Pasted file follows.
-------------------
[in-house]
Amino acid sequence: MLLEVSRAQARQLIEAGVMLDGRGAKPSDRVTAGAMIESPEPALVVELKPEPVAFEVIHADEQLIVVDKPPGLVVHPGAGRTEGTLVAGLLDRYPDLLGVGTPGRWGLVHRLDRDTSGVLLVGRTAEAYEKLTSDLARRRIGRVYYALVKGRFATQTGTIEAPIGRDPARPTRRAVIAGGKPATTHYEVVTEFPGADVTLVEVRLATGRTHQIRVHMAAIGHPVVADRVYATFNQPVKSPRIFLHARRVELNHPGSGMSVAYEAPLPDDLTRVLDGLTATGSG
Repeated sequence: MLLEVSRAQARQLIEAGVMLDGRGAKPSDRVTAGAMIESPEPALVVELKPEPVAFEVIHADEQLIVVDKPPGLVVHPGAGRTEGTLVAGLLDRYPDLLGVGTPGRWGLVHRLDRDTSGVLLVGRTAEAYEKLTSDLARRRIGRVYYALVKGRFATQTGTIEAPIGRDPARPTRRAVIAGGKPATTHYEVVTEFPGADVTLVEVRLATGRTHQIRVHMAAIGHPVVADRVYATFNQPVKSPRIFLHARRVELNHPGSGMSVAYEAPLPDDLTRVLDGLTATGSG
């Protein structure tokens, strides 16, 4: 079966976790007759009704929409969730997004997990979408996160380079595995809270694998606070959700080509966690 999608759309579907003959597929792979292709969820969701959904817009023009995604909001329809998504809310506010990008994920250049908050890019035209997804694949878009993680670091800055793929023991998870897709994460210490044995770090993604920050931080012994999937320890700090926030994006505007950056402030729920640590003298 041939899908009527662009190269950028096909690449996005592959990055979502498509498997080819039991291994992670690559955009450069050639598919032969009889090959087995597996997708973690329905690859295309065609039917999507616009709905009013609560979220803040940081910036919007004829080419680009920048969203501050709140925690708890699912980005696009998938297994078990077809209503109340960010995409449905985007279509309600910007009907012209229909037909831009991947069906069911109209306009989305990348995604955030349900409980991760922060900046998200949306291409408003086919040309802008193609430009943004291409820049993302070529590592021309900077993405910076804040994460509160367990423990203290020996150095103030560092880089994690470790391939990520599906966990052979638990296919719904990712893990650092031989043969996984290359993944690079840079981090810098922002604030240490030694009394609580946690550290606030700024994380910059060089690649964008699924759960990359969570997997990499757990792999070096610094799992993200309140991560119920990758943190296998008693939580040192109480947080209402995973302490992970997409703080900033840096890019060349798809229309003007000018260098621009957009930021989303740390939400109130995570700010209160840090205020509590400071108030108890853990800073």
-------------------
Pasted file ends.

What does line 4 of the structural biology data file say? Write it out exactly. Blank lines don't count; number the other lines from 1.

């Protein structure tokens, strides 16, 4: 079966976790007759009704929409969730997004997990979408996160380079595995809270694998606070959700080509966690 999608759309579907003959597929792979292709969820969701959904817009023009995604909001329809998504809310506010990008994920250049908050890019035209997804694949878009993680670091800055793929023991998870897709994460210490044995770090993604920050931080012994999937320890700090926030994006505007950056402030729920640590003298 041939899908009527662009190269950028096909690449996005592959990055979502498509498997080819039991291994992670690559955009450069050639598919032969009889090959087995597996997708973690329905690859295309065609039917999507616009709905009013609560979220803040940081910036919007004829080419680009920048969203501050709140925690708890699912980005696009998938297994078990077809209503109340960010995409449905985007279509309600910007009907012209229909037909831009991947069906069911109209306009989305990348995604955030349900409980991760922060900046998200949306291409408003086919040309802008193609430009943004291409820049993302070529590592021309900077993405910076804040994460509160367990423990203290020996150095103030560092880089994690470790391939990520599906966990052979638990296919719904990712893990650092031989043969996984290359993944690079840079981090810098922002604030240490030694009394609580946690550290606030700024994380910059060089690649964008699924759960990359969570997997990499757990792999070096610094799992993200309140991560119920990758943190296998008693939580040192109480947080209402995973302490992970997409703080900033840096890019060349798809229309003007000018260098621009957009930021989303740390939400109130995570700010209160840090205020509590400071108030108890853990800073």